Braves’ Charlie Morton not seeing the same results on his best pitch

Atlanta Braves pitcher Charlie Morton is not having the same success this season with his curveball. (Curtis Compton /

Credit: Curtis Compton / Curtis.Compton@

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Atlanta Braves pitcher Charlie Morton is not having the same success this season with his curveball. (Curtis Compton /

Credit: Curtis Compton / Curtis.Compton@

PHOENIX — To Braves pitcher Charlie Morton, there are many reasons for his up-and-down season thus far.

But he sees one constant: His curveball, at least to this point, hasn’t been as dominant as in previous seasons.

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Before Morton’s start on Tuesday, opposing hitters were batting .286 against his curveball, which he has thrown more than any other pitch.

“There have been games where it’s been really good, where I’ve thrown the same breaking ball that I’ve been throwing,” Morton said Monday. “But the macro numbers would say that the curveball would be the deciding factor between me being an average-to-mediocre pitcher and me being a good-to-great pitcher. That’s just been my reality for the past five years. I’ve lived and died by that pitch. And right now, they’re hitting like .300 off of it.”

Thus far, hitters are having more success against Morton’s curveball than they’ve experienced in quite some time. Their batting averages against that pitch have been dreadful in recent seasons.

In 2021, they hit .127 against it.

In 2020, they were .228 against it.

In 2019, they hit .151 versus the pitch.

In 2018, they hit .135 against it.

In 2017, they were .114 against it.

“It’s hard for me because it’s like, What do I do? What is the problem?” Morton said. “Is the problem that I’m just too old and my stuff is just declining? Or is it just that I’m throwing the ball differently? I would say the latter. I would say I’m throwing throwing plenty hard, and my curveball, it’s spinning well.”

“I've lived and died by that pitch. And right now, they're hitting like .300 off of it."

- Braves starter Charlie Morton, on his curveball

Putaway percentage is the rate of two-strike pitches that result in a strikeout. The putaway percentage on Morton’s curveball is 18.1% this season, which is much lower than his marks on that pitch over the past five years.

After Tuesday’s 8-7 loss in Arizona, the 38-year-old Morton has a 5.47 ERA through 10 starts. He allowed a two-run home run on a curveball in the first inning.

He has gone six innings only one time. He has allowed four or more earned runs five times.

Last season, Morton pitched to a 3.34 ERA over 33 starts. He struck out 216 batters, second only to the 240 he punched out in 2019.

Morton is a crucial part of the Braves’ rotation. In September, the team signed him to a one-year, $20 million extension with a $20 million club option for 2023.

He believes he only has to dial it in and ensure he executes well when throwing curveballs. He has been successful for so long for a reason.

“The spin’s been there; the speed has been there on it,” he said of his curveball. “It’s just not been performing the same for me.”

Olson says recent stretch is “not the defender that I am”

Following Monday’s loss, which included his missed catch, Matt Olson said this:

“There’s been some ground balls that I haven’t had the best footwork on, things like that. As far as missing a couple balls that are right at my chest and things like that, it’s frustrating but I know that’s not the defender that I am. I’ll take that and try to flush it. It’s tough when it’s affecting the vibes of the game.”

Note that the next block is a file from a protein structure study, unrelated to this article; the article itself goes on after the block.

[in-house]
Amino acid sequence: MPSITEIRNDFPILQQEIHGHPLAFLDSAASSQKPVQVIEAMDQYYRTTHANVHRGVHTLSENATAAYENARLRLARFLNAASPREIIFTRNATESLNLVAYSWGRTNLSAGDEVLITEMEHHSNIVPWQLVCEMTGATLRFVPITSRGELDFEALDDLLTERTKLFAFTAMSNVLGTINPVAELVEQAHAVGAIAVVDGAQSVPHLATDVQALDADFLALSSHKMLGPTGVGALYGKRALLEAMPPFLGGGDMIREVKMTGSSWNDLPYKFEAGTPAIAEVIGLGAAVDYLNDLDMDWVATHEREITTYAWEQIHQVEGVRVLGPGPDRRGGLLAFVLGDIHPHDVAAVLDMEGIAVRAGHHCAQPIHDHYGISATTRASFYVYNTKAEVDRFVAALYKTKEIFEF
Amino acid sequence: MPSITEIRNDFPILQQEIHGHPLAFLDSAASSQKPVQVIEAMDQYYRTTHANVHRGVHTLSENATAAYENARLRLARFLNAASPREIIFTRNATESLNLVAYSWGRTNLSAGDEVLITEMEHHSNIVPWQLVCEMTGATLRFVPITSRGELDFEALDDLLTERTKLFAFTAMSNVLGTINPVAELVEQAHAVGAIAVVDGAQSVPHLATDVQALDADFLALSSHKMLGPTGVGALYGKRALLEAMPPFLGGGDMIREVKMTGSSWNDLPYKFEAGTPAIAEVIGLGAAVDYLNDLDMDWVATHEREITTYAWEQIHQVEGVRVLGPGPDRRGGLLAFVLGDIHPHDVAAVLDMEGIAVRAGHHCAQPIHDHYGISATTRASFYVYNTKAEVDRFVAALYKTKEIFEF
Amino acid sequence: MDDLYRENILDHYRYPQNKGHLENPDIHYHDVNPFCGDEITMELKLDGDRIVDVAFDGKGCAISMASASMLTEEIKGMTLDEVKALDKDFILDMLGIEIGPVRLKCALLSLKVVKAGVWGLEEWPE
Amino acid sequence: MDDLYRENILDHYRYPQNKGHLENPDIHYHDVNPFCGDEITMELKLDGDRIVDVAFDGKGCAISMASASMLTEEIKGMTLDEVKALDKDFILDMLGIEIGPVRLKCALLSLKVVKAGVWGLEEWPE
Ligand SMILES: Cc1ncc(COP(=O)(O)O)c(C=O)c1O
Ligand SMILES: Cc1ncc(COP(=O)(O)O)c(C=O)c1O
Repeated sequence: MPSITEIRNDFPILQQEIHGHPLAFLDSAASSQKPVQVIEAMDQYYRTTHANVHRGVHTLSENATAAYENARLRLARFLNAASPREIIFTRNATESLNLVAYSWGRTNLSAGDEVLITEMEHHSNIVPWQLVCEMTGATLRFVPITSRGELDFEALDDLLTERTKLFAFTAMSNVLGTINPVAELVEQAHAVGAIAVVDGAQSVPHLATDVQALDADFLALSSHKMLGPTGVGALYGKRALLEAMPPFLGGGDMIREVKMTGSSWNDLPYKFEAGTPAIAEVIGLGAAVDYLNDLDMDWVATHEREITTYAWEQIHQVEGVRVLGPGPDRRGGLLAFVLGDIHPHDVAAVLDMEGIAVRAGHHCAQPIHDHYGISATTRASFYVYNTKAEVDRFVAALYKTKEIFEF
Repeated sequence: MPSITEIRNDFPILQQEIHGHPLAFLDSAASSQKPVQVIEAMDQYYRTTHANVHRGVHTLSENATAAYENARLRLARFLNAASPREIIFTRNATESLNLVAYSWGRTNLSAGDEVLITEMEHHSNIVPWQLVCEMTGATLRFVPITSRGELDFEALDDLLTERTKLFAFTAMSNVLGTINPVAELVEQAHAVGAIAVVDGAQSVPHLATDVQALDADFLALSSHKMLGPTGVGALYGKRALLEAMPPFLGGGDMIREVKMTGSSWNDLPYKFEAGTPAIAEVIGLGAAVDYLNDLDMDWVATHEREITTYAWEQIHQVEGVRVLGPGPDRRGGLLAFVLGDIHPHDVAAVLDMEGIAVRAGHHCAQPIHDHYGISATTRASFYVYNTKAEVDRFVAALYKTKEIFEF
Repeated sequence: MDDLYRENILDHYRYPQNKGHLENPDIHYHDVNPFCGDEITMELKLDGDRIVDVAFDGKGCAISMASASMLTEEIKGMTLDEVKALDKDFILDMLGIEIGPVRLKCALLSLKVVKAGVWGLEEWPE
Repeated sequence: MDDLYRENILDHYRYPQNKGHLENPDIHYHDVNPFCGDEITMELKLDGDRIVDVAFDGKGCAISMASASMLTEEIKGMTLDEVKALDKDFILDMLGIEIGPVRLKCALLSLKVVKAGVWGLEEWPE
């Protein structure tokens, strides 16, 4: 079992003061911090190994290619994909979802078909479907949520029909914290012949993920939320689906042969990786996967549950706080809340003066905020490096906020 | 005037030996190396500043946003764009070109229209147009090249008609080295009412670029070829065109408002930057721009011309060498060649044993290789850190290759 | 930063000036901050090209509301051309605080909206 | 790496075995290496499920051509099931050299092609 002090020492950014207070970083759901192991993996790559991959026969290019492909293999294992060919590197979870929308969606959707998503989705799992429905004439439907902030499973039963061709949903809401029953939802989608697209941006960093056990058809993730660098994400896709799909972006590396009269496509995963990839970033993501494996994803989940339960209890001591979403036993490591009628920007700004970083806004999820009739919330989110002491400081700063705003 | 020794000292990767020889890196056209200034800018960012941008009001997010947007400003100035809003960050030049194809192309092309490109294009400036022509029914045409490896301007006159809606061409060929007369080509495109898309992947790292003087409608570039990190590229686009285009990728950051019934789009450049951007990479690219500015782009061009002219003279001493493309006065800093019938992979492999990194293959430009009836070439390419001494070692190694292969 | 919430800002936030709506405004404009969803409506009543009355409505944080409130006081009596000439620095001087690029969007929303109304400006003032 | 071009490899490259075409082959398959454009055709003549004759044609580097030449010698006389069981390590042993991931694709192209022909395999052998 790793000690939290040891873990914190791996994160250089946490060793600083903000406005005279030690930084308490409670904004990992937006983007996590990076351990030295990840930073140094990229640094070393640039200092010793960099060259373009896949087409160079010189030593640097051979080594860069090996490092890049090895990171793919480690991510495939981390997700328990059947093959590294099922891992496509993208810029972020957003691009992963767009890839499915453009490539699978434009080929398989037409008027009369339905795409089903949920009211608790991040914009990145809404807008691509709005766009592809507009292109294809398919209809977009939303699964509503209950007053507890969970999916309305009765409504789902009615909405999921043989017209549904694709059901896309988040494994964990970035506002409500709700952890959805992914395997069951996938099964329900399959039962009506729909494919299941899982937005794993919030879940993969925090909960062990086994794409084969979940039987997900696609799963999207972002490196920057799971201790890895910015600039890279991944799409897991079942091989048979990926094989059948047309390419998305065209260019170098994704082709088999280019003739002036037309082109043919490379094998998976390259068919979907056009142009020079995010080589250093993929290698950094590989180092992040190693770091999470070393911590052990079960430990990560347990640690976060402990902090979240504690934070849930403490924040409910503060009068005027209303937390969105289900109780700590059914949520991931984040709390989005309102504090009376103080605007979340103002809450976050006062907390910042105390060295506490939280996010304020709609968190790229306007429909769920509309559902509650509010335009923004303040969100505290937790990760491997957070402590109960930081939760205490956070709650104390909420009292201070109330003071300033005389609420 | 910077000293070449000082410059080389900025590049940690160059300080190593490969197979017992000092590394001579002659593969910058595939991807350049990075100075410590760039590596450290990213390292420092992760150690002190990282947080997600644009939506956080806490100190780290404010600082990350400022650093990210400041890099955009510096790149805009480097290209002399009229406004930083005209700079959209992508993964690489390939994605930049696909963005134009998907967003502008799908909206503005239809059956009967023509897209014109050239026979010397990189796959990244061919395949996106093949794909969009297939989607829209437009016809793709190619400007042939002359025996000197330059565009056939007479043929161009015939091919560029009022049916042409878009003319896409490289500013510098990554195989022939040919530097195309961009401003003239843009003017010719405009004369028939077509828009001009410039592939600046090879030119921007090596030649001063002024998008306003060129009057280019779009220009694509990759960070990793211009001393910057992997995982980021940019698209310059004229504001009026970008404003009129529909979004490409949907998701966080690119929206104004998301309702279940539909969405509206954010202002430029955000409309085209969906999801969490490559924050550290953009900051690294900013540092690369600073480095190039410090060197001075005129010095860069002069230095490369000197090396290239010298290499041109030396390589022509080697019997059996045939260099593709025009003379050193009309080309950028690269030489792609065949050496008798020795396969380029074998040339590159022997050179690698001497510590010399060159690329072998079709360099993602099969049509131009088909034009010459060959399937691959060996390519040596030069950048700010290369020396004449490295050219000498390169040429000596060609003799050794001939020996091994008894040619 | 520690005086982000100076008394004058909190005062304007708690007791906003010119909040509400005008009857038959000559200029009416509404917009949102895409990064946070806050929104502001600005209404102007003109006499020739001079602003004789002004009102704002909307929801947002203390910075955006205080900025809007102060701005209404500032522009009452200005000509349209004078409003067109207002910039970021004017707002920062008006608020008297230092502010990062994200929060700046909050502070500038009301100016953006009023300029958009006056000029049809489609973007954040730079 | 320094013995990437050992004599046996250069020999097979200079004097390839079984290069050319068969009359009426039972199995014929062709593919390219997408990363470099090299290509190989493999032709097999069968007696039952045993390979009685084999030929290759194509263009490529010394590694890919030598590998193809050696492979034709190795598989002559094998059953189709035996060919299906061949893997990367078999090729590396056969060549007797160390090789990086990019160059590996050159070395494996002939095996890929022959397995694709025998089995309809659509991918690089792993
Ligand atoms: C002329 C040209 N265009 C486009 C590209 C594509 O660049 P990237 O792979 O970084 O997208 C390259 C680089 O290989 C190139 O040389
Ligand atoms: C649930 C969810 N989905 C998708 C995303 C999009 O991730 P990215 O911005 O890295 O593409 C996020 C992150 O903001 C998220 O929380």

Olson, an All-Star first baseman, has two Gold Glove Awards to his name. He’s a great defensive player.

He has four errors this season – and has been sloppy other times – but this is probably only a blip. He’s proven himself before.

“The guy’s a very gifted defender,” Braves manager Brian Snitker said. “He’s got that gold on his glove to show it. This game, you never figure it out, you’re just not immune from anything in this business. A lot of experiences and things that guys go through, there’s a lot going on in their lives and things. And playing this game, it’s not easy. That’s part of what makes it so hard to be successful in this game.”

Olson had four hits in Tuesday’s loss.

Tyler Matzek not throwing yet

Tyler Matzek (left shoulder inflammation) has been doing exercises, but is not throwing yet.

“I think he’s feeling really good,” Snitker said. “I think everything’s working. It’s just they have him on a timetable.”

The thought is that it will probably be a while before Matzek returns. He’ll need to go through a throwing program before heading out on a rehab assignment.

Until he is on a rehab assignment, he probably isn’t close to returning to the club.

Ronald Acuña at Coors Field?

After Wednesday’s series finale in Phoenix, the Braves will head to Coors Field, which boasts a vast outfield.

In other words, the Braves might have the best opportunity to succeed there with their best defensive outfield.

And to do that, Ronald Acuña has to be in right field, which pushes Marcell Ozuna out of left field and to designated hitter. Adam Duvall would play left field, with Michael Harris II in center field.

But the Braves remain cautious with Acuña. He hasn’t played on artificial turf surfaces, like at Globe Life Field in Texas and at American Family Field in Milwaukee. He didn’t play in the outfield in the opener at Chase Field, but was in right field on Tuesday.

Will he play all four games out there at Coors Field?

“I don’t know,” Snitker said. “Because it’s natural grass, hopefully we can get him out there for the series. It’s just going to be day to day – how he comes in, how he feels and all that. It would be nice because of (the big outfield) to have him out there.”